Stationed as an Army officer in Hawaii, I was alarmed to see my mother calling from Virginia. My father had a stroke. Feeling helpless more than 4,500 miles away, I called my best friend, Nora, an E.R. nurse who lives near them. Within 15 minutes, she drove to the hospital to hold hands, translate the doctor’s prognosis and make sure that my mother ate — everything a good nurse, or a good friend, would do. With my parents settled, I finally asked what had happened. “Oh,” Nora said with a giggle. “They were having sex.” I cringed, grateful for my friend. — Veronica Bean

I was a shy, serious child, coached to “speak up” and “try new things.” I only wanted to read. My grandmother, Inger, worked in the rare book room of the Duke University library, at a desk surrounded by leather-bound volumes on tall shelves. That room smelled like heaven: slightly musty but sweet, with notes of parchment and sandalwood. I’d make a nest under her desk and curl up with a paperback. There among books by Milton and Audubon, I devoured “Stuart Little” and “Sounder.” She gave me space and silence, and I would give almost anything to sit beside her one more time. — Memsy Price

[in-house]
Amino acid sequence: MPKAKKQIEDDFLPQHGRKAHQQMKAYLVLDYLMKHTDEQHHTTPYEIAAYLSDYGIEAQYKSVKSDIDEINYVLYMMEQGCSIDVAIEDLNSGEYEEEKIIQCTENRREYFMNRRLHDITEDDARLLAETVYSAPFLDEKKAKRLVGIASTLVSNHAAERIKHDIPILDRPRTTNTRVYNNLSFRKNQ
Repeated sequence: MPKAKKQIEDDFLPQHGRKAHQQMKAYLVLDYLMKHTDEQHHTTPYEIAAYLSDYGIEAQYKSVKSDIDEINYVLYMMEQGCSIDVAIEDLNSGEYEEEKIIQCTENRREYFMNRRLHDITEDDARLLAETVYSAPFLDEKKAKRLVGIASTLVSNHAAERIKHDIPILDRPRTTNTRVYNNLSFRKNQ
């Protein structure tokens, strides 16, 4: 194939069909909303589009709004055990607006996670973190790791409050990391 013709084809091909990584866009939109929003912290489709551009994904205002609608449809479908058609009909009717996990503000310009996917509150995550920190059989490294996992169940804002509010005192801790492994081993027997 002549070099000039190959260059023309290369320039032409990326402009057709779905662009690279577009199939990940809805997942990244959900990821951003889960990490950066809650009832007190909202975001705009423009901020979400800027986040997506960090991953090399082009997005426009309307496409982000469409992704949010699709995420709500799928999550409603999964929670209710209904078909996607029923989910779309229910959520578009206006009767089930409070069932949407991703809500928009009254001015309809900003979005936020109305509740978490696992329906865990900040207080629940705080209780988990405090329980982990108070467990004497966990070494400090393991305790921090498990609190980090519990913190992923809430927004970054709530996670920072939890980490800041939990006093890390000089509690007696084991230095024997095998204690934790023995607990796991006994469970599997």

After church, eating cinnamon buns at a diner in Carson City, Nev., I asked my father for dating advice. I was frustrated with the men I had met on apps. He chewed, nodded and smiled. A professor, my father relishes the opportunity to provide wisdom. “Abby, successful relationships are about shared values and companionship.” His words didn’t fully resonate until months later, when Laura approached me at work in the hospital’s courtyard while I was reading on lunch break. When she invited me to join her queer book club, my father’s words drowned out my cautious inner monologue. — Abby Yee

Drive through my favorite stretch of the 101 freeway lined by a small eucalyptus grove, heading south toward sweet Pacific Grove, Calif. On the car stereo, Neil Young reminds me and Blake that “it’s gonna take a lot of love.” Rolling into Monterey, our pace slows from our usual college frenzy. Walk to a nearby monarch butterfly sanctuary then to the beach. Stand on the rocks just beyond the tide’s reach, sun waning. Blake documents our day in his notebook. I don’t react when I read that he thinks he is falling in love with me. Pretend I didn’t see it. — Chase Wilmot

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